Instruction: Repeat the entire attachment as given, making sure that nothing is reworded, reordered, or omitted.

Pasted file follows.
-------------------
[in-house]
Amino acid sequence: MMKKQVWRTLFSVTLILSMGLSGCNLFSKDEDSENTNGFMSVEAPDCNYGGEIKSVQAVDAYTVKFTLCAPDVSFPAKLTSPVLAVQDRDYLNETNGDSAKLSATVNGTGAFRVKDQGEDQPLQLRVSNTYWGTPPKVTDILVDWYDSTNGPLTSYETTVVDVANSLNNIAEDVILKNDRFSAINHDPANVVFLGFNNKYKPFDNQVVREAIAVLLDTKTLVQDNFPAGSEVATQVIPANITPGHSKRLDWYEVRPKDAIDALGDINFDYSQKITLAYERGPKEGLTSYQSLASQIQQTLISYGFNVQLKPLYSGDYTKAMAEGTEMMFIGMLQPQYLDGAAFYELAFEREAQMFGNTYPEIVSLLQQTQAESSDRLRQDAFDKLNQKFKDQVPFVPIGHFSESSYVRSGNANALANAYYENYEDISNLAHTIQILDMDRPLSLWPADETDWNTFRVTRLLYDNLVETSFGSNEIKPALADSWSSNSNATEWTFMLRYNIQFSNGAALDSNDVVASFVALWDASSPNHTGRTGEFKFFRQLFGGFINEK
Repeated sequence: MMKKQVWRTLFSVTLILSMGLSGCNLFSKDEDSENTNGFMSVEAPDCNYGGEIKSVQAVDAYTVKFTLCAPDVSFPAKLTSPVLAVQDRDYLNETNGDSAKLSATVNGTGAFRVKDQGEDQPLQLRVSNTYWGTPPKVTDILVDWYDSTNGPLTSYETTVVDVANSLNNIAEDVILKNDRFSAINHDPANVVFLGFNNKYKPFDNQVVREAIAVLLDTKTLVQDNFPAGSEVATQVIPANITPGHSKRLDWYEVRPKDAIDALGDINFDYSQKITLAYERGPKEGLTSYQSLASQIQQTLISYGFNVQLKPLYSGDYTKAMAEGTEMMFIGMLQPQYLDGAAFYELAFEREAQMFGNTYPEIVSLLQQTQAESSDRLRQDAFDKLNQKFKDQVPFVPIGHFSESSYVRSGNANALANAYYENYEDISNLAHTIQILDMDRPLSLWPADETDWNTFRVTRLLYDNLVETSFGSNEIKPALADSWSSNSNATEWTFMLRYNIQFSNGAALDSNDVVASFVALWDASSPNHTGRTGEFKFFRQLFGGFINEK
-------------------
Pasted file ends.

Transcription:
[in-house]
Amino acid sequence: MMKKQVWRTLFSVTLILSMGLSGCNLFSKDEDSENTNGFMSVEAPDCNYGGEIKSVQAVDAYTVKFTLCAPDVSFPAKLTSPVLAVQDRDYLNETNGDSAKLSATVNGTGAFRVKDQGEDQPLQLRVSNTYWGTPPKVTDILVDWYDSTNGPLTSYETTVVDVANSLNNIAEDVILKNDRFSAINHDPANVVFLGFNNKYKPFDNQVVREAIAVLLDTKTLVQDNFPAGSEVATQVIPANITPGHSKRLDWYEVRPKDAIDALGDINFDYSQKITLAYERGPKEGLTSYQSLASQIQQTLISYGFNVQLKPLYSGDYTKAMAEGTEMMFIGMLQPQYLDGAAFYELAFEREAQMFGNTYPEIVSLLQQTQAESSDRLRQDAFDKLNQKFKDQVPFVPIGHFSESSYVRSGNANALANAYYENYEDISNLAHTIQILDMDRPLSLWPADETDWNTFRVTRLLYDNLVETSFGSNEIKPALADSWSSNSNATEWTFMLRYNIQFSNGAALDSNDVVASFVALWDASSPNHTGRTGEFKFFRQLFGGFINEK
Repeated sequence: MMKKQVWRTLFSVTLILSMGLSGCNLFSKDEDSENTNGFMSVEAPDCNYGGEIKSVQAVDAYTVKFTLCAPDVSFPAKLTSPVLAVQDRDYLNETNGDSAKLSATVNGTGAFRVKDQGEDQPLQLRVSNTYWGTPPKVTDILVDWYDSTNGPLTSYETTVVDVANSLNNIAEDVILKNDRFSAINHDPANVVFLGFNNKYKPFDNQVVREAIAVLLDTKTLVQDNFPAGSEVATQVIPANITPGHSKRLDWYEVRPKDAIDALGDINFDYSQKITLAYERGPKEGLTSYQSLASQIQQTLISYGFNVQLKPLYSGDYTKAMAEGTEMMFIGMLQPQYLDGAAFYELAFEREAQMFGNTYPEIVSLLQQTQAESSDRLRQDAFDKLNQKFKDQVPFVPIGHFSESSYVRSGNANALANAYYENYEDISNLAHTIQILDMDRPLSLWPADETDWNTFRVTRLLYDNLVETSFGSNEIKPALADSWSSNSNATEWTFMLRYNIQFSNGAALDSNDVVASFVALWDASSPNHTGRTGEFKFFRQLFGGFINEK